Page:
The European Data Protection Summit will address the intrinsic links between successful cybersecurity procedures and strategies and good data protection practices, as well as analysing how these two imperative functions can aid each other’s success.

The Summit will cover a range of topics including:

  • How collaboration between the CISO and the Data Protection Officer should work
  • How to build and sustain a Robust Breach Response Programme
  • Data privacy vs. data security – they are not the same, but how do you differ strategies and procedures?
  • How to create an effective incident response plan
  • Compliance is a requirement, not an option and GDPR compliance is a security problem
  • This chapter explores the impact of the free flow of data across national borders on innovation and growth. First reviewed is the literature on the impact of cross-border data flows on countries, companies, and individuals. The chapter then presents an original analysis of the growth of new services built on the free flow of trade through global digitization, and concludes by discussing policy guidelines that mitigate national concerns over data transmission while simultaneously maximizing the benefits of cross-border data flows.
  • The growth of global digital industries and their national economic impacts
  • The development of the commercial Internet has occurred concurrently with a massive expansion of the global economy, which has experienced 6.6-fold growth in nominal terms—from US$11.1 trillion to US$73.5 trillion since 1980.5 Internet protocol (IP) traffic continues to advance rapidly, with 2019 traffic projected to be 64 times its 2005 volume.6 Global Internet bandwidth accounts for much of this growth, more than quadrupling between 2010 (<50 terabytes per second) and 2014 (>200 terabytes per second).7 More importantly, total cross-border Internet traffic increased 18-fold from 2005 to 2012.8
  • This cumulative growth impacts all facets of national economies, not just their budding technology sectors—in fact, an estimated 75 percent of the Internet’s benefit is captured by companies in traditional industries.9 A wide range of positive economic impacts stems from the flow of digital data across borders. For example, 61 percent (US$383.7 billion) of total US service exports were digitally delivered in 2012, and 53 percent of total US imports were digitally delivered.10In absolute terms, the amount of digitally delivered exports and imports is even larger in the European Union, which digitally delivered US$465 billion in exports in 2012 and spent US$297 billion on imports. Digital trade is credited with an estimated increase in US gross domestic product (GDP) of 3.4 percent to 4.8 percent in 2011 and with the creation of up to 2.4 million jobs, according to the United States International Trade Commission (US ITC).11The United Nations Conference on Trade and Development (UNCTAD) also estimates that about 50 percent of all traded services is enabled by innovation stemming from the technology sector, which includes the facilitation of cross-border data flows.12According to a newly released report by McKinsey & Company, data flows account for US$2.8 trillion of global GDP in 2014 and “cross-border data flows now generate more economic value than traditional flows of traded goods.”13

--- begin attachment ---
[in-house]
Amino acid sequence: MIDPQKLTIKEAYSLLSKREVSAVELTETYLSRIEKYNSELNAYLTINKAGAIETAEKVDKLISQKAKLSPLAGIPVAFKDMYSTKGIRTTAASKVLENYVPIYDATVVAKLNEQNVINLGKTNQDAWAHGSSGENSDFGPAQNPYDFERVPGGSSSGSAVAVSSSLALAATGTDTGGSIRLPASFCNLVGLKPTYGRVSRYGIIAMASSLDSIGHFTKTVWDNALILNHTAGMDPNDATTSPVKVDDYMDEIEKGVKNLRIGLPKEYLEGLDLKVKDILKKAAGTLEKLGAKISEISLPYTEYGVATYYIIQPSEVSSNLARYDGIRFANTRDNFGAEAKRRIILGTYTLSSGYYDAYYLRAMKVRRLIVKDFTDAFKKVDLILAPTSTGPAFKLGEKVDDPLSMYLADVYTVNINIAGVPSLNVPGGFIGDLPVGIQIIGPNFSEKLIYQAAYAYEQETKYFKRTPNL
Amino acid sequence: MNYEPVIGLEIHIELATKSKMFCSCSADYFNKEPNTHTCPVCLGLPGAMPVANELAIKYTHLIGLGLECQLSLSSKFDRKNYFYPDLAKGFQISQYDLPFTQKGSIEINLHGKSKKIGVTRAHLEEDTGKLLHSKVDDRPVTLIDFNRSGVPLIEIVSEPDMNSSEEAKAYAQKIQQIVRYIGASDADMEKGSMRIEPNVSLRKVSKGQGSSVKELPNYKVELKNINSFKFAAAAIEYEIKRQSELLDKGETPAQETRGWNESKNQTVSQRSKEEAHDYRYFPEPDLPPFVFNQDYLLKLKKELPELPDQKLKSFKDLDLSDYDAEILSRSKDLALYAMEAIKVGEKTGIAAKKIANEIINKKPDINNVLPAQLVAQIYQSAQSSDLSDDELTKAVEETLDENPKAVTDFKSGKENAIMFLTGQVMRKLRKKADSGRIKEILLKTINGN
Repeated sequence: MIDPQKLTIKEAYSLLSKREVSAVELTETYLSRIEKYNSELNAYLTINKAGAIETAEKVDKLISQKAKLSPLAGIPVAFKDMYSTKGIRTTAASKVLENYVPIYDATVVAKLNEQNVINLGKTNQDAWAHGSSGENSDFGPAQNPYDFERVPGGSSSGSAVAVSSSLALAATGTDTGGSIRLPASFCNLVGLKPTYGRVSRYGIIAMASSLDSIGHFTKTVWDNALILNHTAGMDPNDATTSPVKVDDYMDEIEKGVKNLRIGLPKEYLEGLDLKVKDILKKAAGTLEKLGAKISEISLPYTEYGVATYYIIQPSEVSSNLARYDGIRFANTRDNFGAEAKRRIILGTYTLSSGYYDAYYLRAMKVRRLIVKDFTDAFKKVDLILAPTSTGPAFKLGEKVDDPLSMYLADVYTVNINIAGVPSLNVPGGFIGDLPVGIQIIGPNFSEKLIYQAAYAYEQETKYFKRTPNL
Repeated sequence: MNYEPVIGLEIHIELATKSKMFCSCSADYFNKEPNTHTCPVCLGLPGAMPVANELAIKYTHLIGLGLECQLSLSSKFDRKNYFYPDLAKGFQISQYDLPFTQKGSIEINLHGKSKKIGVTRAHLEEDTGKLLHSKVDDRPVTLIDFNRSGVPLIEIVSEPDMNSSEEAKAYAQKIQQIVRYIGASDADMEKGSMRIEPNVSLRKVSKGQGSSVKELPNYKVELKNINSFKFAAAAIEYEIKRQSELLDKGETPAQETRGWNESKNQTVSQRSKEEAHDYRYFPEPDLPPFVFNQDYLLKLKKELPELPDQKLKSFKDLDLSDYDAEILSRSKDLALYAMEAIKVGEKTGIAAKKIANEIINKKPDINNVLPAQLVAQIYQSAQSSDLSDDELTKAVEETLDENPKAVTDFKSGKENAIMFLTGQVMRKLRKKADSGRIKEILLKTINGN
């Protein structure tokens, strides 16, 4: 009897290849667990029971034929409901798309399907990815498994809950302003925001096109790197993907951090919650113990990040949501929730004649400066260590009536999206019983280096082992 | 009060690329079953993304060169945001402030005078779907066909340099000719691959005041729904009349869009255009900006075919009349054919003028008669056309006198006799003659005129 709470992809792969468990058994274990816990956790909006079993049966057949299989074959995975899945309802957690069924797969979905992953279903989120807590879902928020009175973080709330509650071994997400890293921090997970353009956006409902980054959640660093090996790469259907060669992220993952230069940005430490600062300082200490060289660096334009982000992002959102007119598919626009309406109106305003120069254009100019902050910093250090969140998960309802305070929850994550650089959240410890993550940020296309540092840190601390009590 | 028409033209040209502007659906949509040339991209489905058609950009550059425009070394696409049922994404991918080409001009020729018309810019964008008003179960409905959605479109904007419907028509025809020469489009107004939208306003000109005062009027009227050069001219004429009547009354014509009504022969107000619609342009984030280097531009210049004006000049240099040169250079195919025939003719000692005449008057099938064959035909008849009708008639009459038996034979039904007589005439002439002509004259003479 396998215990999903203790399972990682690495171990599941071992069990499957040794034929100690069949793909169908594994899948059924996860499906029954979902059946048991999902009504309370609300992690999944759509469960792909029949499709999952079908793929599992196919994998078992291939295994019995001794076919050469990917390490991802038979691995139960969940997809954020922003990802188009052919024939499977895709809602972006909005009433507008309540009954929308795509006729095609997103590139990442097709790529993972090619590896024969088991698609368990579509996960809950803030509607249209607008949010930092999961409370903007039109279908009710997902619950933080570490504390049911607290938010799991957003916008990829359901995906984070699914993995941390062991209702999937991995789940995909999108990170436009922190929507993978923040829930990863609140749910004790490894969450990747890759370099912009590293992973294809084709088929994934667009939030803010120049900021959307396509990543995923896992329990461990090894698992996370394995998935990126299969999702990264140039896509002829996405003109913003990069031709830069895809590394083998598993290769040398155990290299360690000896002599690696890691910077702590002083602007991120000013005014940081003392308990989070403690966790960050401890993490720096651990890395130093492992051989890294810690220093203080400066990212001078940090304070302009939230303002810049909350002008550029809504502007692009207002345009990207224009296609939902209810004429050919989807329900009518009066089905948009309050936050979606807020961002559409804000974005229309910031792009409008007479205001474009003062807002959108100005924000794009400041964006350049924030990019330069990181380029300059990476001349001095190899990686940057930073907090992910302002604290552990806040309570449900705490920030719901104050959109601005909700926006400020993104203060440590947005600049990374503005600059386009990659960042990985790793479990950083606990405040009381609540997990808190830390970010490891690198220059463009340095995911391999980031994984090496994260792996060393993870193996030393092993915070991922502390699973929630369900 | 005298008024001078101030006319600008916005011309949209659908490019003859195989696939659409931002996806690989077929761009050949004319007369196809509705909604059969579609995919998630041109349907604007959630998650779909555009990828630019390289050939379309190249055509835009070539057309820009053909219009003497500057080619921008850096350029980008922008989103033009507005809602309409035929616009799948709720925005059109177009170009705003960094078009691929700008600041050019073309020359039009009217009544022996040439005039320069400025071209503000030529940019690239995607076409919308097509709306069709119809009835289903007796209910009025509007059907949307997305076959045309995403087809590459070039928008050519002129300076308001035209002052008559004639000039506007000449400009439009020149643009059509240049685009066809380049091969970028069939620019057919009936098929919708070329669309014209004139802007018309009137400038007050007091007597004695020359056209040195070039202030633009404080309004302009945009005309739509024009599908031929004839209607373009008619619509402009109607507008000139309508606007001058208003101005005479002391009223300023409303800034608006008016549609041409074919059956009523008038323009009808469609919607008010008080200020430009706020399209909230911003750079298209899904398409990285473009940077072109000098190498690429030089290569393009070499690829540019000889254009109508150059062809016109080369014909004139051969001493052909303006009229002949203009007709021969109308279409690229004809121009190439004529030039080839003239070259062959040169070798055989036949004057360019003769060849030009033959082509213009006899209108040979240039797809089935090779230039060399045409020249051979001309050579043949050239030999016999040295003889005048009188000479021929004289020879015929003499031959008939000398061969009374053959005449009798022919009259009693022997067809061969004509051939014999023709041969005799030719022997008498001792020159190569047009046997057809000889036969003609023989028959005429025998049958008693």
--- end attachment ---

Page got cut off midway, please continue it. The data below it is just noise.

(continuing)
• Beyond this economic impact, the free flow of data is, itself, a significant driver of innovation. It allows the sharing of ideas and information and the dissemination of knowledge as well as collaboration and cross-pollination among individuals and companies. Internet-enabled innovation requires an environment that encourages individuals to experiment with new uses of the Internet. In places with severe restrictions that inhibit digital collaboration, people are less likely to experiment and, as a result, innovation is less likely to emerge. Countries with an open Internet tend to be more innovative, as demonstrated in Figure 1, which illustrates the relationship between a country’s ability to share information and its capacity for innovation. The figure demonstrates that countries with a higher capacity to share data internationally (as reflected by a high international Internet bandwidth capacity per capita) tend to have a greater degree of national innovation as well, quantified in the figure by each country’s score on the 2015 Global Innovation Index, a leading measure of innovation capacity at the country level, which is calculated according to 79 different indicators.14